When divorcing spouses first agree to the terms in their parenting plan, it’s based on the specific circumstances present at the time. As the months or years pass, however, things can change, and the original plan is no longer practical. When this happens, it might be time to revisit and revise your original parenting plan. Here’s why this might happen and the process to get your parenting plan modified.
Circumstances That Could Change a Parenting Plan
In Washington State, there is a distinction between minor and major changes to a parenting plan. A minor modification relates to changes in scheduling and time spent with the child. Examples of these include:
- A local move
- Changes in a parent’s work schedule
- Changes in ability to care for the child (health, new baby)
- The non-custodial parent isn’t exercising their visitation rights
A major modification relates to significant changes in scheduling as well as a change in the custodial parent. These include:
- Long distance move
- You suspect the other parent of willful neglect or abuse
- The other parent has been held in contempt twice in the past three years for violating the terms of the parenting plan schedule
Agree on Changes With the Other Parent
In Washington State, a final parenting plan can only be changed under two circumstances:
- Both parents agree to the changes, or
- The court finds that the modifications are in the best interests of the child.
In most cases, an agreement with the other parent to deviate slightly from the court order will need to be amended by the court. But anything else will require a formal modification. If you are having trouble, you may wish to use a mediator, religious leader, or parenting advisor to help you and your ex reach an agreement.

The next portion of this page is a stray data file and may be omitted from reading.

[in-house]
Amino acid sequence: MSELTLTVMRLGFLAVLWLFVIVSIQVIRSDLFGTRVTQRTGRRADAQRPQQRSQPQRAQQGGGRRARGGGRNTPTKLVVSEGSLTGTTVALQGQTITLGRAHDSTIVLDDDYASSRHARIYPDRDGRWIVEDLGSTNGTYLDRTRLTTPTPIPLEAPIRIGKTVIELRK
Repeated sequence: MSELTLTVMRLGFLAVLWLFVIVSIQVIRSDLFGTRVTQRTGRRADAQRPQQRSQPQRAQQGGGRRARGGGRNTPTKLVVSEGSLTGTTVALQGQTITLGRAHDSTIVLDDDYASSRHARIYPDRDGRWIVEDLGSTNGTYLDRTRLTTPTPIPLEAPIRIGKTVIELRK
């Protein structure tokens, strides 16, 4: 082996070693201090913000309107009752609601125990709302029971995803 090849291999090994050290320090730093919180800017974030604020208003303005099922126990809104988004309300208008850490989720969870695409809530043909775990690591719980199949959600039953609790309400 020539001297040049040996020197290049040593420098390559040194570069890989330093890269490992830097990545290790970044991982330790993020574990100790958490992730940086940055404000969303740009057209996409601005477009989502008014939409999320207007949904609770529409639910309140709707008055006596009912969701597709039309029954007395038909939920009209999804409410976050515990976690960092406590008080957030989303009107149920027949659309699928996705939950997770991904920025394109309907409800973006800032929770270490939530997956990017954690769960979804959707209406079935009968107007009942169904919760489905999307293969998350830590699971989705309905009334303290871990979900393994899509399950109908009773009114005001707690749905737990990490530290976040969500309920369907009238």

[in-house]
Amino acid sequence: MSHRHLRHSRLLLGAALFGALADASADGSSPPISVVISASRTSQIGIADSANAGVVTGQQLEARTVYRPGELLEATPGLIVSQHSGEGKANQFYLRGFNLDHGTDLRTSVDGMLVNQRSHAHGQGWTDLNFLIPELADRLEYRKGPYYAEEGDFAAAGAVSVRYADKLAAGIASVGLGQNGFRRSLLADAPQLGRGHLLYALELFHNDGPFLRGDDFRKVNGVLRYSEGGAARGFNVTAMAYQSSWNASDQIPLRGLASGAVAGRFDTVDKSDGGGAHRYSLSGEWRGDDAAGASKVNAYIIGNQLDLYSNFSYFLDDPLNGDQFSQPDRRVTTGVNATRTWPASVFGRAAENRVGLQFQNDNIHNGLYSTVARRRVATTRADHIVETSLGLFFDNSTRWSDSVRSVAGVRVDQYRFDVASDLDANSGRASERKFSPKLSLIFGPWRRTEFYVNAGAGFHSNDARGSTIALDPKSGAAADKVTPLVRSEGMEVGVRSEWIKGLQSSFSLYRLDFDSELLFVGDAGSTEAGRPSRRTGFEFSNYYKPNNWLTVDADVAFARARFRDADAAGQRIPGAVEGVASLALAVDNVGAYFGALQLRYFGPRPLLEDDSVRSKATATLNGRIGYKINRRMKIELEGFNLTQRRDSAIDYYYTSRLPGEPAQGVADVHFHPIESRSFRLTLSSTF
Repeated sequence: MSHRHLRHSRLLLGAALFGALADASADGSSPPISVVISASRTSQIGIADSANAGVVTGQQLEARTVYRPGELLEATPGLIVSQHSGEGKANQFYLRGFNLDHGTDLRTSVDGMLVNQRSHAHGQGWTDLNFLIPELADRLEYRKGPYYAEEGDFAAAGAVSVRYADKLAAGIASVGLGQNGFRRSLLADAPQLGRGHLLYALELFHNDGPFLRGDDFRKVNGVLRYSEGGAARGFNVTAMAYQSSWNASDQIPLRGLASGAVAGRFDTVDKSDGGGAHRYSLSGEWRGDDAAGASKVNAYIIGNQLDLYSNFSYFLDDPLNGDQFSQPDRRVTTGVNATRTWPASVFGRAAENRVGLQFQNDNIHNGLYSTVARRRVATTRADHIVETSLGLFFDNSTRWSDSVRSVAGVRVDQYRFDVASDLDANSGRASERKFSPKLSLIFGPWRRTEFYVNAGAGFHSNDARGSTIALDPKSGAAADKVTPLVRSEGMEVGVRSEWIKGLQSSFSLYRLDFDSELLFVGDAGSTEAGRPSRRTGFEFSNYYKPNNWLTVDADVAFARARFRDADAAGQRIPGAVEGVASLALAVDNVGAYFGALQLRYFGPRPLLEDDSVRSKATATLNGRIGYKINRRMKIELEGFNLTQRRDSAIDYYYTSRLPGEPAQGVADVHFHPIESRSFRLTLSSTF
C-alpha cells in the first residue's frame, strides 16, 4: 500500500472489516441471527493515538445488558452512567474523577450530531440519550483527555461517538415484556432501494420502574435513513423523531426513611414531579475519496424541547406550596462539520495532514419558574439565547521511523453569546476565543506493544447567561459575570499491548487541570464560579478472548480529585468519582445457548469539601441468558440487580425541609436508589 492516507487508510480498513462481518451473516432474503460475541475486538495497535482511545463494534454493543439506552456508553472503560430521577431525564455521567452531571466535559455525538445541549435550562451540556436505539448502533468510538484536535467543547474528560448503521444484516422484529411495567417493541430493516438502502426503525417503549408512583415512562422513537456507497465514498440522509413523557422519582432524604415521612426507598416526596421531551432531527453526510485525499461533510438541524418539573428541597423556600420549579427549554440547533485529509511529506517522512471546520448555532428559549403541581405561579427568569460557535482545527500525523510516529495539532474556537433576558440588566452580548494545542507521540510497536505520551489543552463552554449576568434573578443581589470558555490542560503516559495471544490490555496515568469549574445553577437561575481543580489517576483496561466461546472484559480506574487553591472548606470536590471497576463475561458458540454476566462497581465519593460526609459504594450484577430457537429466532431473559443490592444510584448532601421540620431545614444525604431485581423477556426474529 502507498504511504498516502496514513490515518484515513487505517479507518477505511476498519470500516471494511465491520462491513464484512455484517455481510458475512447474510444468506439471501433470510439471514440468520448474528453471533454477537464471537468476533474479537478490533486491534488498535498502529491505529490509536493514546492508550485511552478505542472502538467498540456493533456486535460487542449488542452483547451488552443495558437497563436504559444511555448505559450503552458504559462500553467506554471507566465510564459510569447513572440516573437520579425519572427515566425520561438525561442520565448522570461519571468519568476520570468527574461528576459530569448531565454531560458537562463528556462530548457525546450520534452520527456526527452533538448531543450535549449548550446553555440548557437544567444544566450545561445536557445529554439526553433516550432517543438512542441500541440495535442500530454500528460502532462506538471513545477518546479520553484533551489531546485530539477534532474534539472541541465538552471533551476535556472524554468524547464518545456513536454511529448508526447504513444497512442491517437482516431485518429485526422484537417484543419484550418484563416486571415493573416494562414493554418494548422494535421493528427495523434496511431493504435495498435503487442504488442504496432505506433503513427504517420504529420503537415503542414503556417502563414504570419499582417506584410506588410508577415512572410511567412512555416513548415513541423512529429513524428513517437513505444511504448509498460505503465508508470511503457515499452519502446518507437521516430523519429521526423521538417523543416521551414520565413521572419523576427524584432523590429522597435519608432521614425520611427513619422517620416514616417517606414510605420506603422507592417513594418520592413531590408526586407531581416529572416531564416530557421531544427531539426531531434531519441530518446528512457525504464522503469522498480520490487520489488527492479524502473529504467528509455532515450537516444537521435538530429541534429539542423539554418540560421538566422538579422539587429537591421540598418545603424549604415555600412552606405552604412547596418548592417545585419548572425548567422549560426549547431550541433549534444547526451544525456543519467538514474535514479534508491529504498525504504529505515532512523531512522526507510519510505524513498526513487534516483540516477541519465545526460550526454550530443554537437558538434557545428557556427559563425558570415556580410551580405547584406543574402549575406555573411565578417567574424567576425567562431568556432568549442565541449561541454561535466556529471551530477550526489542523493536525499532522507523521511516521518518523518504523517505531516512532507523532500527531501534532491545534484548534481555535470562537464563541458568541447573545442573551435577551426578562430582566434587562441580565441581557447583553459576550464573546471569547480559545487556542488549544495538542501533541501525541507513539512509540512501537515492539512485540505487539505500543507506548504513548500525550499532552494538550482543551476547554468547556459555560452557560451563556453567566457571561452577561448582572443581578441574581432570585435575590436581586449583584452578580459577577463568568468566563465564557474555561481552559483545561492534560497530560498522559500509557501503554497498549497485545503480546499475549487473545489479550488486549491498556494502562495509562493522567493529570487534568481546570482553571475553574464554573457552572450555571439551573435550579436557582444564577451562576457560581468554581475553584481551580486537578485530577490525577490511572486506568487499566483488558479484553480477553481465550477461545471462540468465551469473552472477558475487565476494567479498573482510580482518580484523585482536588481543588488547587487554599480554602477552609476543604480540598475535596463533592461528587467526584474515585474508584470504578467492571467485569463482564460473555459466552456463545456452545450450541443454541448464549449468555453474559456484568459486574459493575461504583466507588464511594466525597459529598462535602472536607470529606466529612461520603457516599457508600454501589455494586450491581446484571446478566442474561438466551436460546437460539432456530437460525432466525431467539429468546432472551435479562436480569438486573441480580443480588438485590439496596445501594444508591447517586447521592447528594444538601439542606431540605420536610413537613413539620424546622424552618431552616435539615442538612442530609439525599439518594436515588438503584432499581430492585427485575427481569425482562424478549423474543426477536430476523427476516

Ask the Court to Rule on Any Disputed Changes
Either or both parents can file a petition with the court asking for modification of a parenting plan. The modification must be in the best interests of the child and demonstrate legal merit.
Contested child custody modifications can become emotional and difficult for all parties involved. Some can be resolved through less adversarial options like mediation.
If you can’t resolve your issue through mediation, the court will rule on any disputed changes. Both parties will get an opportunity to submit documents and attend a hearing, after which the judge will make a decision.
Evidence Needed to Change a Parenting Plan
If you are trying to change your parenting plan, you will need to submit documentation to the court with your petition. The items you need to submit will vary depending on your circumstances and the changes you’re requesting. Some examples of evidence include:
- Actual parenting time vs. scheduled time
- Documentation of your work schedule
- Documentation of any proposed moves
- Police or court records regarding custody
- Statements from doctors, teachers, or caregivers
- Official records
- Unofficial records
Contact an Experienced Washington Family Law Attorney
If you need help negotiating a parenting plan or believe your current plan needs modification, we encourage you to enlist the services of an experienced family law attorney. The attorneys at Steller Legal Group will work to get you the best outcome from your divorce and post-divorce modifications. For a free consultation, contact us today.